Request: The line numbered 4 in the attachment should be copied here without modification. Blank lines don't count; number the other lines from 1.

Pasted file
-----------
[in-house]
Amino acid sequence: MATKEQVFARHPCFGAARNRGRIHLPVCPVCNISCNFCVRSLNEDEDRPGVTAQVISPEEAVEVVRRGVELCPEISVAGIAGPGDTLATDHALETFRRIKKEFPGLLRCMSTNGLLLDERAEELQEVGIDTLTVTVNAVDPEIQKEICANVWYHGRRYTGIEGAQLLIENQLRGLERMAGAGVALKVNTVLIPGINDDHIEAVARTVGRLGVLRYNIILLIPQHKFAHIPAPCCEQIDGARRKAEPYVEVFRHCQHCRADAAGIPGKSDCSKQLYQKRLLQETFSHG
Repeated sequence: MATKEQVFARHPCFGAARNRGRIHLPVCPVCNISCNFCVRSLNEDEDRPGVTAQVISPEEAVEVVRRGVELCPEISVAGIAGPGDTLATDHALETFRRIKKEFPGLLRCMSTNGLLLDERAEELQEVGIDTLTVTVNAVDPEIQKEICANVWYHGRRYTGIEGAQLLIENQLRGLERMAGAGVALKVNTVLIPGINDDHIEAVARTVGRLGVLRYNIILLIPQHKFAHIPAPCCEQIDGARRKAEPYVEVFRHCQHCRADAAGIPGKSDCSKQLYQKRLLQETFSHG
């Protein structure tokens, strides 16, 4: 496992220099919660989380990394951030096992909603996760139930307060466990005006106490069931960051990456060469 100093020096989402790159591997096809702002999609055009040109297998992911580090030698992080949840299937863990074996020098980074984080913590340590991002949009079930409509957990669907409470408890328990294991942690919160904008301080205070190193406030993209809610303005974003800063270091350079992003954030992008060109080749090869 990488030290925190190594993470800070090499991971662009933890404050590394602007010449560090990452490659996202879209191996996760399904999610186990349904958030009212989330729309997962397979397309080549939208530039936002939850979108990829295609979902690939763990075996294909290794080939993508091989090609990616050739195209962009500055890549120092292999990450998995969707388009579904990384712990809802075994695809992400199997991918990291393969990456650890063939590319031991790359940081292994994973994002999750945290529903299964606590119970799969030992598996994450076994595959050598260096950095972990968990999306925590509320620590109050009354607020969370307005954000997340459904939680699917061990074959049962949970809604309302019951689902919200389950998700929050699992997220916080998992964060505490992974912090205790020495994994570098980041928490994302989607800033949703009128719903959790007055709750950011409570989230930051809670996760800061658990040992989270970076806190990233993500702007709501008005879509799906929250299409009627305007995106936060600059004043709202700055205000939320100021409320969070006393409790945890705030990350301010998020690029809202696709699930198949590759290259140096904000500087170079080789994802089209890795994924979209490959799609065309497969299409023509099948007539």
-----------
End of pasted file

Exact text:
């Protein structure tokens, strides 16, 4: 496992220099919660989380990394951030096992909603996760139930307060466990005006106490069931960051990456060469 100093020096989402790159591997096809702002999609055009040109297998992911580090030698992080949840299937863990074996020098980074984080913590340590991002949009079930409509957990669907409470408890328990294991942690919160904008301080205070190193406030993209809610303005974003800063270091350079992003954030992008060109080749090869 990488030290925190190594993470800070090499991971662009933890404050590394602007010449560090990452490659996202879209191996996760399904999610186990349904958030009212989330729309997962397979397309080549939208530039936002939850979108990829295609979902690939763990075996294909290794080939993508091989090609990616050739195209962009500055890549120092292999990450998995969707388009579904990384712990809802075994695809992400199997991918990291393969990456650890063939590319031991790359940081292994994973994002999750945290529903299964606590119970799969030992598996994450076994595959050598260096950095972990968990999306925590509320620590109050009354607020969370307005954000997340459904939680699917061990074959049962949970809604309302019951689902919200389950998700929050699992997220916080998992964060505490992974912090205790020495994994570098980041928490994302989607800033949703009128719903959790007055709750950011409570989230930051809670996760800061658990040992989270970076806190990233993500702007709501008005879509799906929250299409009627305007995106936060600059004043709202700055205000939320100021409320969070006393409790945890705030990350301010998020690029809202696709699930198949590759290259140096904000500087170079080789994802089209890795994924979209490959799609065309497969299409023509099948007539």